It is interesting that Martin Waldzeemüller himself was against the use of this name. After the heirs of Columbus, through rather long trial, officially obtained the formal recognition of the Genoese navigator as the discoverer of the New World, the Freiburg map-maker suggested using the names Terra Nova (New Land), Terra Incognita (Unknown Land) or Terra papagalli (Parrots’ Land). Nevertheless, the popularity of the name "America" could no longer be stopped. Leonardo da Vinci was among the adherents of this designation in 1515, depicting a new continent on the map by this name. Moreover, later, circa 1538, Gerardus Mercator, a geographer, cosmographer and cartographer from the County of Flanders, called by the name of America the northern and southern parts of the fourth part of the world the question was finally settled.

It was believed that only three copies of this glorious map had been preserved. One of them was acquired by Library of Congress from one of the German princes in 2001. The miraculously preserved copy was found in the castle of the princely family Waldburg-Wolfegg und Waldsee in the early 20th century. Library of Congress acquired it for 10 million dollars.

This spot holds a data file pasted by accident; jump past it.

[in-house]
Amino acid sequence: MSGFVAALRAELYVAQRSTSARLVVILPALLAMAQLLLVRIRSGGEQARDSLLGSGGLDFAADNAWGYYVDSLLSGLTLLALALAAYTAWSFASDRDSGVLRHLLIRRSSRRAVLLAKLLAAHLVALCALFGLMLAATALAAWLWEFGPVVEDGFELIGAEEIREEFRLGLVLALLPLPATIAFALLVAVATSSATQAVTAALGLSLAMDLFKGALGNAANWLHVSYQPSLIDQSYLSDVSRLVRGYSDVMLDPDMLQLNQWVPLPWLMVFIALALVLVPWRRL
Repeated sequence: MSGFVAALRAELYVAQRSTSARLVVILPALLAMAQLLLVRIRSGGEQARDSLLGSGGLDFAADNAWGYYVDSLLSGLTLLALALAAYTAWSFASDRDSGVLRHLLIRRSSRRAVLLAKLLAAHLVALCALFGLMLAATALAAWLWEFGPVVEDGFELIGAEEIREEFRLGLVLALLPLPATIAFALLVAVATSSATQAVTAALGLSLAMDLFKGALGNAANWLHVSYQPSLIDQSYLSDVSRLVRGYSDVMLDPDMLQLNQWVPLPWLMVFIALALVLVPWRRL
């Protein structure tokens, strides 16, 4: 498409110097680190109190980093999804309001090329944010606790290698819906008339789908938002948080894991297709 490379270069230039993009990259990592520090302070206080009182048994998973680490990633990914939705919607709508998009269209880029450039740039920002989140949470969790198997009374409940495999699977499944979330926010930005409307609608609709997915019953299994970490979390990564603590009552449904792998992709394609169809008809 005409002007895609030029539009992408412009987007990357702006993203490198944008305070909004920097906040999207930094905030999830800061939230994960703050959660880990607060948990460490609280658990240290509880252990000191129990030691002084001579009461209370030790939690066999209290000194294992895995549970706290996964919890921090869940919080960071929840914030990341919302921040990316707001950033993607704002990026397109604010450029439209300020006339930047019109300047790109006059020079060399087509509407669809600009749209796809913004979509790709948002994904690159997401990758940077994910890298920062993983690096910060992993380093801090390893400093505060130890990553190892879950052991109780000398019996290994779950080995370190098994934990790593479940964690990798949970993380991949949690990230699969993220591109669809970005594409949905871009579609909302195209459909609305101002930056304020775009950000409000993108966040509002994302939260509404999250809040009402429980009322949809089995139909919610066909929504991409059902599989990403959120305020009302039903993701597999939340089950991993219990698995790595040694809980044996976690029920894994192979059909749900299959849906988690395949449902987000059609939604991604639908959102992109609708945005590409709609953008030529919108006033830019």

However, the Christie`s managed to find the fourth copy - it was reported that the map was kept in a private collection, and its owner found out the significance of the item only a few years ago from newspapers. As a result, the map was sold in 2005 for one million dollars. Exactly 500 years after the appearance of this commemorative map of the World, German Chancellor Angela Merkel presented it to the American people in 2007. This copy is included in the UNESCO World Heritage List; it can be examined in the Library of Congress.

Later the fifth copy Waldseemüller’s map was found under the library binding of the 19th century in the library of Ludwig-Maximilian University of Munich. This discovery became a sensation.

Bulatov V.E. “Russian atlas consisting of forty-three maps and dividing the Empire into forty-one provinces" (1800). M., 2008.